Research demonstrates that mentoring relationships are strongly correlated with trainees’ success in pursuing research careers, especially for students from backgrounds underrepresented in science. Therefore, the UT Health San Antonio Department of Microbiology, Immunology and Molecular Genetics (MIMG) at the Long School of Medicine is offering an undergraduate summer research program focused on the mentee-mentor relationship for students from backgrounds shown to be underrepresented in biomedical research (African Americans, Latino/Hispanic Americans, Native Americans/Alaska Natives who maintain tribal affiliation or community attachment, Hawaiian Natives and natives of the U.S. Pacific Islands, and others, as defined by the NIH here).
This exciting 10-week undergraduate research program provides “hands-on” research experience for outstanding and highly-motivated college students interested in research careers in the biomedical sciences. The program targets students who are science majors and have completed at least two years of undergraduate studies (i.e. who will be rising juniors and seniors in 2020/2021 academic year) with a complement of basic course work in the sciences. Each student will be assigned to a faculty member under whose direction she/he will carry out a specific research project designed to yield new research findings.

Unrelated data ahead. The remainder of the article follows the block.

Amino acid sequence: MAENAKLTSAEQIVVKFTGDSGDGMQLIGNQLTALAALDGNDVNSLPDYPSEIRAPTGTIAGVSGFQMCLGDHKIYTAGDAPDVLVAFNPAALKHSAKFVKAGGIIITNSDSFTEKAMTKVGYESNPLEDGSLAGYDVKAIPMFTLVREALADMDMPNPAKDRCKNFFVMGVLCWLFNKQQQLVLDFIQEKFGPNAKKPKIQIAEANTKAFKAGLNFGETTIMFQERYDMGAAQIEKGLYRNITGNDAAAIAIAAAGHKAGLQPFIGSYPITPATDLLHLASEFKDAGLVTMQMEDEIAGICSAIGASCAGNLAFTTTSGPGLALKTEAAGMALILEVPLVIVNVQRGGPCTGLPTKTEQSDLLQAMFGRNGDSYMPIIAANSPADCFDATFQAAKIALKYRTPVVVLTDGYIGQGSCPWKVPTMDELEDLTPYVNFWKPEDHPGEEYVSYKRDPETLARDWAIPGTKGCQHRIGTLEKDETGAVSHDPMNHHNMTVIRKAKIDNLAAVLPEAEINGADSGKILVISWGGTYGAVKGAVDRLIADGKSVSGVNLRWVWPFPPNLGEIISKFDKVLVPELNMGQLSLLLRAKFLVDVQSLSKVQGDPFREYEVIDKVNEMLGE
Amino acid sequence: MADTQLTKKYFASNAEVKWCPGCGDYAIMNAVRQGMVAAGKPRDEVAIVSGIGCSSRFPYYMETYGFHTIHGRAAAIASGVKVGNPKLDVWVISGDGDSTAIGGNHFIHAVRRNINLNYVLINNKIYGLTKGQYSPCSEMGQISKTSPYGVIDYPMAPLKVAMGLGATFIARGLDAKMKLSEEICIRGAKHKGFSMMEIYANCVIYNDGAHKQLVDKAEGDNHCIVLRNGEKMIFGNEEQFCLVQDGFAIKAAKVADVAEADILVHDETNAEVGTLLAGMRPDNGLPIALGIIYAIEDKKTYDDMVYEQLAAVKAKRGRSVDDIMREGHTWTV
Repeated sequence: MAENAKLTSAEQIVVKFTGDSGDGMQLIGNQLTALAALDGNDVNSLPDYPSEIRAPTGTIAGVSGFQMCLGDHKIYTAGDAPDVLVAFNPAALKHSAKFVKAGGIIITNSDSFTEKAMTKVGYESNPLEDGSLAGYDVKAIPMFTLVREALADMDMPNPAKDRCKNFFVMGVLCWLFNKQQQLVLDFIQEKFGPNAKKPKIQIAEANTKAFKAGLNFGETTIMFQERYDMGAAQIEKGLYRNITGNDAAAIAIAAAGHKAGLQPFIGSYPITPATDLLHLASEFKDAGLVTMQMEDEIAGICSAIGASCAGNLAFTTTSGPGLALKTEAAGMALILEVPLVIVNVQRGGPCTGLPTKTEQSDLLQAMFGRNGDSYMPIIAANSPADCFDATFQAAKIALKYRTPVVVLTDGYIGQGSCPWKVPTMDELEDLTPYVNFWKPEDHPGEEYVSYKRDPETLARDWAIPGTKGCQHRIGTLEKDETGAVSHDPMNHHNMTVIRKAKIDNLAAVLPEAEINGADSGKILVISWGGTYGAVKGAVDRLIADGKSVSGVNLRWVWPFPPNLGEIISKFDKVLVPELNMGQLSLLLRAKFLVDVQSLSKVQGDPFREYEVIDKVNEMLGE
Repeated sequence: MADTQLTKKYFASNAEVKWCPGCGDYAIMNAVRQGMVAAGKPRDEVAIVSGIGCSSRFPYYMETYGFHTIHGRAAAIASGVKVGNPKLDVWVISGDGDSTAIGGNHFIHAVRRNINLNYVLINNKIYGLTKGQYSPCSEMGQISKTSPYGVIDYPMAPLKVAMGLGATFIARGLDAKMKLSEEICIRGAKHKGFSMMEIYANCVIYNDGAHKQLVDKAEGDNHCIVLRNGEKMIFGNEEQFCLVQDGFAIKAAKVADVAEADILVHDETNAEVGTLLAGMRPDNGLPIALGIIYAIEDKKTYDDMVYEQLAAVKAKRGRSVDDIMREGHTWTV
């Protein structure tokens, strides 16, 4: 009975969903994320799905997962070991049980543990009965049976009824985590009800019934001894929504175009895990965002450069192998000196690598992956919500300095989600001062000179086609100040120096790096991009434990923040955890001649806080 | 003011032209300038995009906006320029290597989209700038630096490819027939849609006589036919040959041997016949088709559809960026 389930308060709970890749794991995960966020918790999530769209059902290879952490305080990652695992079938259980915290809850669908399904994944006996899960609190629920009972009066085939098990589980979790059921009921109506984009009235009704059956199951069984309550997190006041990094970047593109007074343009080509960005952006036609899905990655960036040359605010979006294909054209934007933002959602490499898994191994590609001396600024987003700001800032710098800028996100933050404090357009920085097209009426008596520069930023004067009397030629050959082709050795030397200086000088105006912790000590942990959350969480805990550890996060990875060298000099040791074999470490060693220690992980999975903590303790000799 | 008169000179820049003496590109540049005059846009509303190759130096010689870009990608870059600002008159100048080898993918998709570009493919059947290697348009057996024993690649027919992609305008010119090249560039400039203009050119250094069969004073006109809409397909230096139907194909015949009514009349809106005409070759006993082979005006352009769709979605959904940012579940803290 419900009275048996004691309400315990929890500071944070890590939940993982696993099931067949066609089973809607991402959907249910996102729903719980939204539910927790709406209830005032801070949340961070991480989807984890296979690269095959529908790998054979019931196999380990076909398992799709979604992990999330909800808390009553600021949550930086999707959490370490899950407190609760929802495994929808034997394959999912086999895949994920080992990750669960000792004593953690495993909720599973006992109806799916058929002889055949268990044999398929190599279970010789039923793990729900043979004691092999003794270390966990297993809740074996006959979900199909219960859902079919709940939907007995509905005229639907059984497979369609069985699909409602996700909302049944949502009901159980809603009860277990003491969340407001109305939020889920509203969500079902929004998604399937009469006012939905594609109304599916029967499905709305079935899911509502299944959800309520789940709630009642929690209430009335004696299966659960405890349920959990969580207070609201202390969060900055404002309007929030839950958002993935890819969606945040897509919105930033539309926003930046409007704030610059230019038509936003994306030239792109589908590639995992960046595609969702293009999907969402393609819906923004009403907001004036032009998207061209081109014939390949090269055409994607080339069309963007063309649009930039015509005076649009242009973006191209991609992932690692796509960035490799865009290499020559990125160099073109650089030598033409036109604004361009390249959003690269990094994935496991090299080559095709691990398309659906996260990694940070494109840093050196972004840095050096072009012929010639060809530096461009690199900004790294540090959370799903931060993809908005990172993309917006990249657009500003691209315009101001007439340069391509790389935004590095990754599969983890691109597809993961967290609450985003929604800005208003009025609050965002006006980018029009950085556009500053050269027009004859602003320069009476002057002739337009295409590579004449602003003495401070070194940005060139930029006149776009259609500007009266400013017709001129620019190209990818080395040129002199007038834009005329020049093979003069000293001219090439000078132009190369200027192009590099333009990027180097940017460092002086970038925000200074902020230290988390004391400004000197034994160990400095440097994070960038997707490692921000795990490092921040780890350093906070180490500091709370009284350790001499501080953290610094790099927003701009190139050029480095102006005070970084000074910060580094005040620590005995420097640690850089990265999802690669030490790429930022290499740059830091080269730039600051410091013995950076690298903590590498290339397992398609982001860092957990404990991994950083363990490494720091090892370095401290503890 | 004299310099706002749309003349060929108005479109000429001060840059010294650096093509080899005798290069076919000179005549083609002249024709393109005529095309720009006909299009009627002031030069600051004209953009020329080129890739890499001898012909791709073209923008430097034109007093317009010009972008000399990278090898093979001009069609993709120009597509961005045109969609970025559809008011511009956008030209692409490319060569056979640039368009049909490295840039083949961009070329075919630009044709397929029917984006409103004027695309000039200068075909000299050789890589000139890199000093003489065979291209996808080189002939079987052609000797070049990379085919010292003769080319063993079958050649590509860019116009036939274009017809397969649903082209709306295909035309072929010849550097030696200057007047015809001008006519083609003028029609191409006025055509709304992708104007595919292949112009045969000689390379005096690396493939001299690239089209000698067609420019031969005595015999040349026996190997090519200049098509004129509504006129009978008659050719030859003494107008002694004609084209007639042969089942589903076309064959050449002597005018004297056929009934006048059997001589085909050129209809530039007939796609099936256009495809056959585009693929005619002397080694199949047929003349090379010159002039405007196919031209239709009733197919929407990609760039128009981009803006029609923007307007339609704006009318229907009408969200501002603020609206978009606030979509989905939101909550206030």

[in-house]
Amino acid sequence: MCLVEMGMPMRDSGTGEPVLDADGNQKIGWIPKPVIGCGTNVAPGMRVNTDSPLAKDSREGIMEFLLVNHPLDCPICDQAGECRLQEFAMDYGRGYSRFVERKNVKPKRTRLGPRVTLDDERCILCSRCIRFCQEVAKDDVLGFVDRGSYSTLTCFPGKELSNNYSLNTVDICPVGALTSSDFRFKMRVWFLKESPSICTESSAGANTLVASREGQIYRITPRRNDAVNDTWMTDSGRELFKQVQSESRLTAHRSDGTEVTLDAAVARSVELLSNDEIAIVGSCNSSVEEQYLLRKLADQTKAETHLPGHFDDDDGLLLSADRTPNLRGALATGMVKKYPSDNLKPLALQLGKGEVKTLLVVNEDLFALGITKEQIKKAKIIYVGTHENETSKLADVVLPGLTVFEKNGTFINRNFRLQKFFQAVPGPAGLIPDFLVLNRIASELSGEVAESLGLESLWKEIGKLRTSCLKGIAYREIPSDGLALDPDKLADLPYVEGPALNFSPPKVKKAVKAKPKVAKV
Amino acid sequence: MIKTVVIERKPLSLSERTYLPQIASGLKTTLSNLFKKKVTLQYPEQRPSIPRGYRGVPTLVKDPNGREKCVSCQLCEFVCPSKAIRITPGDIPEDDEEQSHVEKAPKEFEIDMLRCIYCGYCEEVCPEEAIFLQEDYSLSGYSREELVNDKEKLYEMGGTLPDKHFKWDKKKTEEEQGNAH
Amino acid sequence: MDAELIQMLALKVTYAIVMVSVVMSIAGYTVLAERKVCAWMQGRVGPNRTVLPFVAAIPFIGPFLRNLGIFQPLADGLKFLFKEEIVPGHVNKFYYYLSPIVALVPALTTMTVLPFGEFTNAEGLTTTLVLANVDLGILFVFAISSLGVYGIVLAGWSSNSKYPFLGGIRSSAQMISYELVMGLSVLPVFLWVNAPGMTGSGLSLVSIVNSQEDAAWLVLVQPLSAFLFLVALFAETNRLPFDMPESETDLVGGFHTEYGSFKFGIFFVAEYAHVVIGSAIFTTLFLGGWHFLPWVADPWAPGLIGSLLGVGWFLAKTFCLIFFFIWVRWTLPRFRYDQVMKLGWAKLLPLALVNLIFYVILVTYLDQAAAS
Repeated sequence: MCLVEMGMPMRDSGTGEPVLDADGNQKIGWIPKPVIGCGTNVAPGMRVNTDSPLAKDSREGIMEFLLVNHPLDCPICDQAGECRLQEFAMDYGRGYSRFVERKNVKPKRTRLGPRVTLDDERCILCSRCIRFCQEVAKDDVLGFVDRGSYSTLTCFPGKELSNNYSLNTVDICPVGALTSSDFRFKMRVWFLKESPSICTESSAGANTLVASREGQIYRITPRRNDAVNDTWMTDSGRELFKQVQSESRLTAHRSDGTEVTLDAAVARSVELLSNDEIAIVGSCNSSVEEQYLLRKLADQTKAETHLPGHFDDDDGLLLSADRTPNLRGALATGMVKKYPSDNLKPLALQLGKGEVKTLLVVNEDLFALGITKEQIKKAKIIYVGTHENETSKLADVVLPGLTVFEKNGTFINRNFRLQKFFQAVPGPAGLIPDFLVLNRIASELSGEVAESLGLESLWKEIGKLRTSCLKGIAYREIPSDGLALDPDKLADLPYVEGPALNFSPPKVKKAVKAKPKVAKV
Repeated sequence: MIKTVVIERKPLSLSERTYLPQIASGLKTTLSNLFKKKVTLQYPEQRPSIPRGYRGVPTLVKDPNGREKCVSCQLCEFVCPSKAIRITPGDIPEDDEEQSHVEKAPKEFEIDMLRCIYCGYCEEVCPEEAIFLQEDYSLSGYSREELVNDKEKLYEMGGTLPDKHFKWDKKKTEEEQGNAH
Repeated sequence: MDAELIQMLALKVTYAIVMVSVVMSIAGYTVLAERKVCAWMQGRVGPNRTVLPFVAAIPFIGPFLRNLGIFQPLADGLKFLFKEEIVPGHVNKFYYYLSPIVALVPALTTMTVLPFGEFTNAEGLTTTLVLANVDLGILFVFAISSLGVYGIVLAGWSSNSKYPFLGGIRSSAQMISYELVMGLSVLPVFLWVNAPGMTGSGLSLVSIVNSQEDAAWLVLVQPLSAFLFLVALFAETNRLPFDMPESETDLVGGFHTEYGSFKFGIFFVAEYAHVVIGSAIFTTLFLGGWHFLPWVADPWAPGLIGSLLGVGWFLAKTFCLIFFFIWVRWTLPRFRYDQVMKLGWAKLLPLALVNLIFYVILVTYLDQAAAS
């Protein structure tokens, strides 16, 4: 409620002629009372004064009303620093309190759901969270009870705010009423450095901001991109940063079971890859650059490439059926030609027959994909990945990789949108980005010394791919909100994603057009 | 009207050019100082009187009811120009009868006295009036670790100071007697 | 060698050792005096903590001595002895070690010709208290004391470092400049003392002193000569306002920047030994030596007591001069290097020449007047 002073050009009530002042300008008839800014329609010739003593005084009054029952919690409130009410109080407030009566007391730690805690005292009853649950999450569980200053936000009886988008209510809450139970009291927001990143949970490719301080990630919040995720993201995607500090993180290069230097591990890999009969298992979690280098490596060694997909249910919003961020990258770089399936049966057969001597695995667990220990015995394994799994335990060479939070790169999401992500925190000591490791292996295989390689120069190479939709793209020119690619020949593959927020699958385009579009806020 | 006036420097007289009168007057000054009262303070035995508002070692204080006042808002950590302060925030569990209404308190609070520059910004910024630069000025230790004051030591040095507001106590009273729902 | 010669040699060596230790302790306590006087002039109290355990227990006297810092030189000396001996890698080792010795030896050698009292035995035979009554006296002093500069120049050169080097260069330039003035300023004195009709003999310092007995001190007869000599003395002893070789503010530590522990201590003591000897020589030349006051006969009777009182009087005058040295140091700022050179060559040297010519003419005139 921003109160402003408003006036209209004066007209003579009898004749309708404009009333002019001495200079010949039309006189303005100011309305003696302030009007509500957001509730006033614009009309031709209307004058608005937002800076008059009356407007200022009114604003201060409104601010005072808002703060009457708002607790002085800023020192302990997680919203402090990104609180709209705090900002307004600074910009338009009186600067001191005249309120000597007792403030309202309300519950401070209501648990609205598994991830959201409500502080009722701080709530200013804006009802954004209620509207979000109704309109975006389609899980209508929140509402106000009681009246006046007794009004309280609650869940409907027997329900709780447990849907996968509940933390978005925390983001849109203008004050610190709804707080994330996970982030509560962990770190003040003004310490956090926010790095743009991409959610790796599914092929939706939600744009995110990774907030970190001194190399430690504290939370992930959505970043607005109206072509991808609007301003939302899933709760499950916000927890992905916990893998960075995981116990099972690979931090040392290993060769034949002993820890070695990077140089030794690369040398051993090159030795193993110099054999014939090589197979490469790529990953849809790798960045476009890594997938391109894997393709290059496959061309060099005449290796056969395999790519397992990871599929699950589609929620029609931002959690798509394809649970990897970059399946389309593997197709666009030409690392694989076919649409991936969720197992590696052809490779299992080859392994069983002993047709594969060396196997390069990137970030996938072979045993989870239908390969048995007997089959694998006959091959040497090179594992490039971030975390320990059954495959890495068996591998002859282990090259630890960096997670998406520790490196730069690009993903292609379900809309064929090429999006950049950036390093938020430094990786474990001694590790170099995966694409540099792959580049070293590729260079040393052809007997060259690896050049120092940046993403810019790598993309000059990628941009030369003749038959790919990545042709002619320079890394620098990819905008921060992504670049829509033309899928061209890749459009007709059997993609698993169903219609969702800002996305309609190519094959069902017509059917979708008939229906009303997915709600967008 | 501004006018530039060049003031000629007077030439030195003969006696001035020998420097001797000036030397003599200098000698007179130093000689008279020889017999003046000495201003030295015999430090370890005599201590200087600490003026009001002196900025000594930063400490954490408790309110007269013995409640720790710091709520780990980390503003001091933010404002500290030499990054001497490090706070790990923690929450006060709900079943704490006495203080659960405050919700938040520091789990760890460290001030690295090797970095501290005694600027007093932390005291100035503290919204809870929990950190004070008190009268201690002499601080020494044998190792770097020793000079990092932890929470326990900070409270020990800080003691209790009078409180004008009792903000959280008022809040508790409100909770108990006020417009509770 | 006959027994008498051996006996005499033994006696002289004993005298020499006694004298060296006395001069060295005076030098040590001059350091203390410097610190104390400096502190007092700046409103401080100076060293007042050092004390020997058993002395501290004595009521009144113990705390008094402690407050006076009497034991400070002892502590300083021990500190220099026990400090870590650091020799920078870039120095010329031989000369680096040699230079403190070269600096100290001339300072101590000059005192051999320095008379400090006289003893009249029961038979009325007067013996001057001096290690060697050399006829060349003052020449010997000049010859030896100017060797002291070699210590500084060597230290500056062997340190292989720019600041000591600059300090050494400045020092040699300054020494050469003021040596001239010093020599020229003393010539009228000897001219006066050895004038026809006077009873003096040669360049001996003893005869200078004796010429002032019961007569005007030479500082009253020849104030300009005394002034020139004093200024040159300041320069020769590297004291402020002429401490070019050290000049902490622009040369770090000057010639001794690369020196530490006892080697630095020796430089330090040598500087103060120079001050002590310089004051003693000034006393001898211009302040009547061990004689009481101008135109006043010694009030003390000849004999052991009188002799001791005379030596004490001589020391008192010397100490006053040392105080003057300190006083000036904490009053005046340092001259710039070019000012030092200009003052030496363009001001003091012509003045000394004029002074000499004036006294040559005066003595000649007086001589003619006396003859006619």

The PRIMERA Program offers:
- 10 weeks paid research training
- Dedicated mentorship including:
- Mentoring Compact development
- Individual Development Plan
- Weekly Individual Meetings
- Individual laboratory training in cellular and molecular immunology techniques
- Participation in lab meetings, seminars, poster sessions
- Interaction with graduate and undergraduate students in the MIMG department and throughout UT Health San Antonio
Eligible students will have:
- A strong interest in pursuing a career in research
- Minimum 3.0 GPA
- 1-2 letters of recommendation
- Dates: June 1st – Aug. 7th
- Salary: $2,292/month
- Online applications due April 15th, 2020
The PRIMERA program is supported by a grant to UT Health San Antonio from the Howard Hughes Medical Institute through the James H. Gilliam Fellowships for Advanced Study program.